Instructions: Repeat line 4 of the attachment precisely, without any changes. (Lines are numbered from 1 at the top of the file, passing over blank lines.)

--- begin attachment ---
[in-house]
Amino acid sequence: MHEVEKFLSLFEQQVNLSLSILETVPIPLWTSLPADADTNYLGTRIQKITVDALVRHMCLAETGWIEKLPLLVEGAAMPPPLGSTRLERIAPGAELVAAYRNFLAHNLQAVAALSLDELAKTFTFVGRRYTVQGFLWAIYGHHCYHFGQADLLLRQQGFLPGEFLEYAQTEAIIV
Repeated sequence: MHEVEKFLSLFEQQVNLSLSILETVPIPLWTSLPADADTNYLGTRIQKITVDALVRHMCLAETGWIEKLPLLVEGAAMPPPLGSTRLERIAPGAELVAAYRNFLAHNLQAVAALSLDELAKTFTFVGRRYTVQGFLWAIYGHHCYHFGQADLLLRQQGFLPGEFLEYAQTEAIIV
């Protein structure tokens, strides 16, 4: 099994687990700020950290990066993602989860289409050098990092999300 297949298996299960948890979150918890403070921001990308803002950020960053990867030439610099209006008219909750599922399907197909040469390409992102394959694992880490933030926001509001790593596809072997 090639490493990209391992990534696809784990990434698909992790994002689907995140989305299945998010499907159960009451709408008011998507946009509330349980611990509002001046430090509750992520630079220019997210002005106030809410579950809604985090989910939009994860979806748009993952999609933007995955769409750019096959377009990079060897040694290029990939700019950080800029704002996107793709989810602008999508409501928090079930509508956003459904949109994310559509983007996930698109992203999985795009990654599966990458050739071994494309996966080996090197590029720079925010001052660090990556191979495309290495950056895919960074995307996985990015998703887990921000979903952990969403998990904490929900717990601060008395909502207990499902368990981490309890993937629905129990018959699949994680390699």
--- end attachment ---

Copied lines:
């Protein structure tokens, strides 16, 4: 099994687990700020950290990066993602989860289409050098990092999300 297949298996299960948890979150918890403070921001990308803002950020960053990867030439610099209006008219909750599922399907197909040469390409992102394959694992880490933030926001509001790593596809072997 090639490493990209391992990534696809784990990434698909992790994002689907995140989305299945998010499907159960009451709408008011998507946009509330349980611990509002001046430090509750992520630079220019997210002005106030809410579950809604985090989910939009994860979806748009993952999609933007995955769409750019096959377009990079060897040694290029990939700019950080800029704002996107793709989810602008999508409501928090079930509508956003459904949109994310559509983007996930698109992203999985795009990654599966990458050739071994494309996966080996090197590029720079925010001052660090990556191979495309290495950056895919960074995307996985990015998703887990921000979903952990969403998990904490929900717990601060008395909502207990499902368990981490309890993937629905129990018959699949994680390699």